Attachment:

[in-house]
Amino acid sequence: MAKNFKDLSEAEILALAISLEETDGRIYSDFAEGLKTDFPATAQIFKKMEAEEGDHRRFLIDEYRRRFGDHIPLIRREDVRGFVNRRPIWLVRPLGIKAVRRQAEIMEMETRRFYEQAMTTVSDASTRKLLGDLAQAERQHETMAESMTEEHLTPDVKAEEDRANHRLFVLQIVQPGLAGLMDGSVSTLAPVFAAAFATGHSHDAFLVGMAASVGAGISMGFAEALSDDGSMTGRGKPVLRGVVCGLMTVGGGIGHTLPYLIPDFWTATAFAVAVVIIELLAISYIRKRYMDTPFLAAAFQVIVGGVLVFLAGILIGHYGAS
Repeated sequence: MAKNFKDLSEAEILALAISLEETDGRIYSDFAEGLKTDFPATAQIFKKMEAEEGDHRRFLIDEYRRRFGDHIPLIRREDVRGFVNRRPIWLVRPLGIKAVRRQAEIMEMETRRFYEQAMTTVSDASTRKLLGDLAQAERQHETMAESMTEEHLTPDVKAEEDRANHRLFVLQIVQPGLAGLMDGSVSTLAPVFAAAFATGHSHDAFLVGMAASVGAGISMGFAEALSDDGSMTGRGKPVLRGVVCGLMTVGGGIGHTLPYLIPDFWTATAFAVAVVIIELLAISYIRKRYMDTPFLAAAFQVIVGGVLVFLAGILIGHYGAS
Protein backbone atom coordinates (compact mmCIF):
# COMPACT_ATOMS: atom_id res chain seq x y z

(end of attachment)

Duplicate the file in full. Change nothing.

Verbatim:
[in-house]
Amino acid sequence: MAKNFKDLSEAEILALAISLEETDGRIYSDFAEGLKTDFPATAQIFKKMEAEEGDHRRFLIDEYRRRFGDHIPLIRREDVRGFVNRRPIWLVRPLGIKAVRRQAEIMEMETRRFYEQAMTTVSDASTRKLLGDLAQAERQHETMAESMTEEHLTPDVKAEEDRANHRLFVLQIVQPGLAGLMDGSVSTLAPVFAAAFATGHSHDAFLVGMAASVGAGISMGFAEALSDDGSMTGRGKPVLRGVVCGLMTVGGGIGHTLPYLIPDFWTATAFAVAVVIIELLAISYIRKRYMDTPFLAAAFQVIVGGVLVFLAGILIGHYGAS
Repeated sequence: MAKNFKDLSEAEILALAISLEETDGRIYSDFAEGLKTDFPATAQIFKKMEAEEGDHRRFLIDEYRRRFGDHIPLIRREDVRGFVNRRPIWLVRPLGIKAVRRQAEIMEMETRRFYEQAMTTVSDASTRKLLGDLAQAERQHETMAESMTEEHLTPDVKAEEDRANHRLFVLQIVQPGLAGLMDGSVSTLAPVFAAAFATGHSHDAFLVGMAASVGAGISMGFAEALSDDGSMTGRGKPVLRGVVCGLMTVGGGIGHTLPYLIPDFWTATAFAVAVVIIELLAISYIRKRYMDTPFLAAAFQVIVGGVLVFLAGILIGHYGAS
Protein backbone atom coordinates (compact mmCIF):
# COMPACT_ATOMS: atom_id res chain seq x y z